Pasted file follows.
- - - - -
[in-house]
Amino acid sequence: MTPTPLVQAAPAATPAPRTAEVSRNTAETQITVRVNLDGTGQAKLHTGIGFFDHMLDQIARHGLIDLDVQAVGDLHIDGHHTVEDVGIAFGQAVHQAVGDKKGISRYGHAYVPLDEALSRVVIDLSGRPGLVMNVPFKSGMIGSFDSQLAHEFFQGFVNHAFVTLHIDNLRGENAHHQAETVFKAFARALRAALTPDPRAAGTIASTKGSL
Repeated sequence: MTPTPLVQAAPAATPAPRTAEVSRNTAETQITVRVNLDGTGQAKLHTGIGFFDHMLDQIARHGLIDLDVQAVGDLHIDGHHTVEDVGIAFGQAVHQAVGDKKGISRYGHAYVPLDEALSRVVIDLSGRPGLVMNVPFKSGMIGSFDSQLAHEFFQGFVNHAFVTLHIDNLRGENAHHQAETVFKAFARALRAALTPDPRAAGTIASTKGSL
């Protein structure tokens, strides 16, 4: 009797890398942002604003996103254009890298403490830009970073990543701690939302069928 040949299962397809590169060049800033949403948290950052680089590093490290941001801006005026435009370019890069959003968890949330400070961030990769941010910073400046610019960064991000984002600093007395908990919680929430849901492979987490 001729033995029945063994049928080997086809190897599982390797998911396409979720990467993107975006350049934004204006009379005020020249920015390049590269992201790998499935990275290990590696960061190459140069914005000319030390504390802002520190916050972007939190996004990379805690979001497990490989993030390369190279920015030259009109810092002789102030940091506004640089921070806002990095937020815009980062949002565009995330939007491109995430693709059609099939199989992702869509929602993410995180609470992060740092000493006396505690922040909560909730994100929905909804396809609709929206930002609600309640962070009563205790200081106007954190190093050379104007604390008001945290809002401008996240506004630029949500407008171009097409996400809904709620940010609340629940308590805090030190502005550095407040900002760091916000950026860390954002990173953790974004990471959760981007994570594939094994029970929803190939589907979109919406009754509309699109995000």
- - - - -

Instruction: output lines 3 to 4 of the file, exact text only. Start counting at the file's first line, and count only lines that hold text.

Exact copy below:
Repeated sequence: MTPTPLVQAAPAATPAPRTAEVSRNTAETQITVRVNLDGTGQAKLHTGIGFFDHMLDQIARHGLIDLDVQAVGDLHIDGHHTVEDVGIAFGQAVHQAVGDKKGISRYGHAYVPLDEALSRVVIDLSGRPGLVMNVPFKSGMIGSFDSQLAHEFFQGFVNHAFVTLHIDNLRGENAHHQAETVFKAFARALRAALTPDPRAAGTIASTKGSL
């Protein structure tokens, strides 16, 4: 009797890398942002604003996103254009890298403490830009970073990543701690939302069928 040949299962397809590169060049800033949403948290950052680089590093490290941001801006005026435009370019890069959003968890949330400070961030990769941010910073400046610019960064991000984002600093007395908990919680929430849901492979987490 001729033995029945063994049928080997086809190897599982390797998911396409979720990467993107975006350049934004204006009379005020020249920015390049590269992201790998499935990275290990590696960061190459140069914005000319030390504390802002520190916050972007939190996004990379805690979001497990490989993030390369190279920015030259009109810092002789102030940091506004640089921070806002990095937020815009980062949002565009995330939007491109995430693709059609099939199989992702869509929602993410995180609470992060740092000493006396505690922040909560909730994100929905909804396809609709929206930002609600309640962070009563205790200081106007954190190093050379104007604390008001945290809002401008996240506004630029949500407008171009097409996400809904709620940010609340629940308590805090030190502005550095407040900002760091916000950026860390954002990173953790974004990471959760981007994570594939094994029970929803190939589907979109919406009754509309699109995000």